into a common retention tank. The ozone/water stream in the post ozonation (tertiary) system is found to "float" nearly all suspended solids to the surface where they can be removed. Organics are thus removed three ways, by the biological action, by chemical oxidation, and by physical flotation.
Ozone Contactor Apparatus In order to optimi~e use of ozone, it is important that the 03-containing gas be contacted efficiently with the ` . ' water-borne materials, whether in the ozone pretreatment or in the tertiary treatment. Ozone-containing gas produced in an on-site ozonator may be contacted with the primary effluent using commercially available contactor apparatus~
In the well known Otto system, ozone/air mixture is introduced by an aspiration device employing a water pump to create an ~mlsion. The ozone/water mixture is carried through a vertical tube to the bottom of a deep tower.
Numerous bubbles provide contact through the water and the 10 gas result from the rising emulsion. The apparatus is described in Advances in Chemistry Series No. 21, "Ozone Chemistry and Technology" ACS 1959, pages 448-465. Other available contacting apparatus includes the Chlorator, Torricelli and Kerag systems. Various types of injector or agitator apparatus may be employed. In copending U.S.
Patent ~Ipplication Serial No. 443,176 filed February 15, 1974, incorporated herein b~. reference, an ozone contactor apparatus employing positive pressure injections is disclosed and is ~;
a preferred method of treating aqueous sewage according to 20 the present invention. Other suitable ozone contacting methods and equipment are disclosed in U.S. Patents 3,775,314; 3,504,038; 3,822j786 and 3,748,262 (Lee et al).
The Lee patent provides a closed loop ozone generating and contacting system for sewage, along with ancillary technology , 10781-C
in pressure swing air fractionation to obtain an oxygen rich feedstream.
Biological aeration performs three functions: Transfer of oxygen to the sewage; intimate mixing of sewage ant floc;
and floc suspending.
Air may be introduced from diffusers in such a way as to set up a spiral flow pattern, thus aiding mixing of floc and sewage. Oxygen demand decreases as the sewage flows through the aeration tank, and diffuser units are distributed from the head of the tank to the end of the tank to obtain "tapered aeration". Mechanical aeration has the same function as air diffusers but is accomplished by rotating paddles or brushes.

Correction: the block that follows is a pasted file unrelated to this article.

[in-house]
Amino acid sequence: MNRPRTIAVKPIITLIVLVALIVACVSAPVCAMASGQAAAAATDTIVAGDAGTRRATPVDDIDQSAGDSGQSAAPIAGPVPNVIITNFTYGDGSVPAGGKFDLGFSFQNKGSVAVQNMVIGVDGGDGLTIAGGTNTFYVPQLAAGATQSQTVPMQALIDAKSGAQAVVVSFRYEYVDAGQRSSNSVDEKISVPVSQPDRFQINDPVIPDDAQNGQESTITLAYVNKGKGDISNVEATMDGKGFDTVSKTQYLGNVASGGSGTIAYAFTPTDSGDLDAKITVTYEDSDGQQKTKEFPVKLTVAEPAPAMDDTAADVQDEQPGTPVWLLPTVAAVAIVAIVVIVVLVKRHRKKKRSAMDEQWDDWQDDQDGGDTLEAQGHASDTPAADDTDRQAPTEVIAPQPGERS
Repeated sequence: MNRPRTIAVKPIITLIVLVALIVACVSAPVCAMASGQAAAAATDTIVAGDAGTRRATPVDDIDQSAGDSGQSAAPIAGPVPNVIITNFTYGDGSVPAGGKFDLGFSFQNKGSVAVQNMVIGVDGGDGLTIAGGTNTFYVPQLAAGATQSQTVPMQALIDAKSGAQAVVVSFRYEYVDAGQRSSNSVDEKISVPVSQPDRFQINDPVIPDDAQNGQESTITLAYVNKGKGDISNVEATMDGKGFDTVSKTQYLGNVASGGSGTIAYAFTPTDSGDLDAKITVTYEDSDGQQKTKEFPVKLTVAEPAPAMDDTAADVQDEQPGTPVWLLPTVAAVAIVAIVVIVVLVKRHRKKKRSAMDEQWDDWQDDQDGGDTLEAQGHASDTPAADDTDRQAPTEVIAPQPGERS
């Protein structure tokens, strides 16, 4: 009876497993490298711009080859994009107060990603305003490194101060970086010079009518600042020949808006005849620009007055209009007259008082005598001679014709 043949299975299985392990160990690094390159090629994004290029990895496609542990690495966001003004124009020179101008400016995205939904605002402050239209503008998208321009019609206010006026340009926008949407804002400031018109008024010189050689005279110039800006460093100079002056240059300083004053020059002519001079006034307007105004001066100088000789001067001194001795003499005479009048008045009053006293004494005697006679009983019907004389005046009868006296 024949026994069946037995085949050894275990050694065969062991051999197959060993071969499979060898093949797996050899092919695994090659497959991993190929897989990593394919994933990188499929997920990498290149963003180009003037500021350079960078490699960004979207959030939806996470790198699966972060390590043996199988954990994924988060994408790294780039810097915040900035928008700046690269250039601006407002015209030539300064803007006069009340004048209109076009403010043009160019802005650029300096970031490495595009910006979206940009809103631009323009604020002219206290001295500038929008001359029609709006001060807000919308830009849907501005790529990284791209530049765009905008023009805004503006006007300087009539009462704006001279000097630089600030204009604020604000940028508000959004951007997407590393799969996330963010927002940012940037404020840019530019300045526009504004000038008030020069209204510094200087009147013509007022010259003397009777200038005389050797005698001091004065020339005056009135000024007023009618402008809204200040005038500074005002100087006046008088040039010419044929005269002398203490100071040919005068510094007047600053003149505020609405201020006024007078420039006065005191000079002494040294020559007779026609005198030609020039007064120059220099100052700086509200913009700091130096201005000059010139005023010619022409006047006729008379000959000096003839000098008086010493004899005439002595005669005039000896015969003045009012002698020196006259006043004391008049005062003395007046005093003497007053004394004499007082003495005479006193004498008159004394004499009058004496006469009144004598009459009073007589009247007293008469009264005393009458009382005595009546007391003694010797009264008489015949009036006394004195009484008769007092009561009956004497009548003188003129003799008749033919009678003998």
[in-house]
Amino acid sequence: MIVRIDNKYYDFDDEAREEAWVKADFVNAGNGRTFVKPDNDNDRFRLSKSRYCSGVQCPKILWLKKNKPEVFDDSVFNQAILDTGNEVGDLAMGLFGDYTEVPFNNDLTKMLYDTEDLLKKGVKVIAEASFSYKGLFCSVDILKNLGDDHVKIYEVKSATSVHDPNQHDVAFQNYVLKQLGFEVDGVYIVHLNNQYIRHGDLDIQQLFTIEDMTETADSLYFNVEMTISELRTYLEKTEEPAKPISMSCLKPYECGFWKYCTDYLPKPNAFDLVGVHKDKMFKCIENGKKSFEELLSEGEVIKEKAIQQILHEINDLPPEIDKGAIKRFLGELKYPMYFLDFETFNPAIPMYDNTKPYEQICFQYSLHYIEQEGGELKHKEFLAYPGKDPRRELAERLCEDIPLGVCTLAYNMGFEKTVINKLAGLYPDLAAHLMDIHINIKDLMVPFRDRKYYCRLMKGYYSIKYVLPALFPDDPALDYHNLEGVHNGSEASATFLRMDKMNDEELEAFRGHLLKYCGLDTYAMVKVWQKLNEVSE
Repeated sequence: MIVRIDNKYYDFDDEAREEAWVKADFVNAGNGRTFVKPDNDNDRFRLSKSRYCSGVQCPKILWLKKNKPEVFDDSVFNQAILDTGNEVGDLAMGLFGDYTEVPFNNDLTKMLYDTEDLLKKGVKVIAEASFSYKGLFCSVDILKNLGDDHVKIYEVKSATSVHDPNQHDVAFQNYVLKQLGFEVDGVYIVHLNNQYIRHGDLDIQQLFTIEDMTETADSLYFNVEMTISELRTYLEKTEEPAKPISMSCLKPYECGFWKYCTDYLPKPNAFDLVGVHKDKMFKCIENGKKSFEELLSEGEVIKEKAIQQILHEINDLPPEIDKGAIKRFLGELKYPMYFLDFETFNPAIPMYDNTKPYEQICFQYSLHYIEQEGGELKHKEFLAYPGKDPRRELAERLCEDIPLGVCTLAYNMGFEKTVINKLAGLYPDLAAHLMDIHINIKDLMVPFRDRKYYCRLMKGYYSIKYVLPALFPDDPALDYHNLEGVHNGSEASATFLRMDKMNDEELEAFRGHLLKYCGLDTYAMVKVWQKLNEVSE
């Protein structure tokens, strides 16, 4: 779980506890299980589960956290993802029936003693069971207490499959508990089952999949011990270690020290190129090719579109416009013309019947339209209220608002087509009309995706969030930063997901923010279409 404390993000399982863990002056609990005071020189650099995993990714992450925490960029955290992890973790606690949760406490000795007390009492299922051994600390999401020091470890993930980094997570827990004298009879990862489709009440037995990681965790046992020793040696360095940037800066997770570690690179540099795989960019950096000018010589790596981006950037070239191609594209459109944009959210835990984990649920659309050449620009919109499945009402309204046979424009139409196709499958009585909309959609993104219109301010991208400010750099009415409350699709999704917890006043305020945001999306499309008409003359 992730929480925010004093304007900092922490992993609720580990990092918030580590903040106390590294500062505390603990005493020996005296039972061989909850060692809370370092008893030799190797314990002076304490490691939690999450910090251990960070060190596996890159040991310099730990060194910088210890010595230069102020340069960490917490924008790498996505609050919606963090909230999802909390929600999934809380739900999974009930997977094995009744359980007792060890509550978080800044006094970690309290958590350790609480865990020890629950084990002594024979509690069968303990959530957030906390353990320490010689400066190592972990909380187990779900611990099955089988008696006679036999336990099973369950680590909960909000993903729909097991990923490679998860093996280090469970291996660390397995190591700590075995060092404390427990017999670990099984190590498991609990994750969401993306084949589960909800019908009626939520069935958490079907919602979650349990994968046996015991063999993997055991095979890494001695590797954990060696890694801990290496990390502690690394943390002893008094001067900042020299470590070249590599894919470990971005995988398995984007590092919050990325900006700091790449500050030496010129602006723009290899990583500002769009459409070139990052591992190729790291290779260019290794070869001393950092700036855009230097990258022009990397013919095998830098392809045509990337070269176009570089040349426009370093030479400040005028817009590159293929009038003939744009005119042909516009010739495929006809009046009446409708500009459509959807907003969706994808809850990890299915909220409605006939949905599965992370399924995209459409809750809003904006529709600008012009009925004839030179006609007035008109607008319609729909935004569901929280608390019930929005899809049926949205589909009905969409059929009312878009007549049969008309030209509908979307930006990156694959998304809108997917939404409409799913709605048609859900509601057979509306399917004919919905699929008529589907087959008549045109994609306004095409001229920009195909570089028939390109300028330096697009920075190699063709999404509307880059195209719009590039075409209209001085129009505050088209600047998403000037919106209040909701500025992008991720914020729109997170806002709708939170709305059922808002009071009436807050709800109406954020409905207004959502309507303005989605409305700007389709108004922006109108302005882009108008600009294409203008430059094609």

The system shown by the process flow sheet in Figure 2 is a multi-purpose ~ge treatment plant employing either oxygen-enriched gas or air as the input to the ozonator and/or secondary oxidation units. The ozone pretreatment may be effected by 03 (typically 1-5%) with pure oxygen and/or air. The optional ozone tertiary treatment may use the same ozonator source as the pretreatment for economic reasons.
Tertiary Treatment Effluent from the aerobic secondary treatment may be further purified by ozone tertiary treatment to destroy existing micro-organisms. Potable or near-potable water can be nearly produced by this ozone treatment. The methods and apparatus are described by Wynn et al in Rep~rt EPA-R2-73-146 "Pilot Plant for Tertiary Treatment of Wastewater with Ozone", January 1973, Environmental Protection Agency, and in ~.S. Patent No. 3,835,039(Ciambrone).
Reduction of BOD, COD, disinfection, and aeration all occur in the ozonated effluents. Significant CoD reductions to below 15 ppm can be achieved at initial ozone dosages of 0.7 to 3.0 ppm ozone per ppm COD removed.
BOD can be reduced to nil with complete disinfection being accomplished by ozone tertiary treatment.
Substantial advantages are obtained by use of ozone in wastewater treatment. Ozone is a powerful oxidizing agent which has approximately twice the chemical oxidation potential of chlorine in its reactive form as hypochlorite ion. As a ~ -result, more complete oxidation can be expected from ozonation than from chlorination. Many ozone reactions are very rapid. Unlike chlorine, ozone does not always have to go into solution before reacting. In the case of dis-infection, tAhere is some evidence that a lysing reaction occurs between gaseous ozone and the mocro-organism. Faster reaction times can mean shorter contact time to reach required effluent contaminant levels and, as a result, reduce capital for contactors.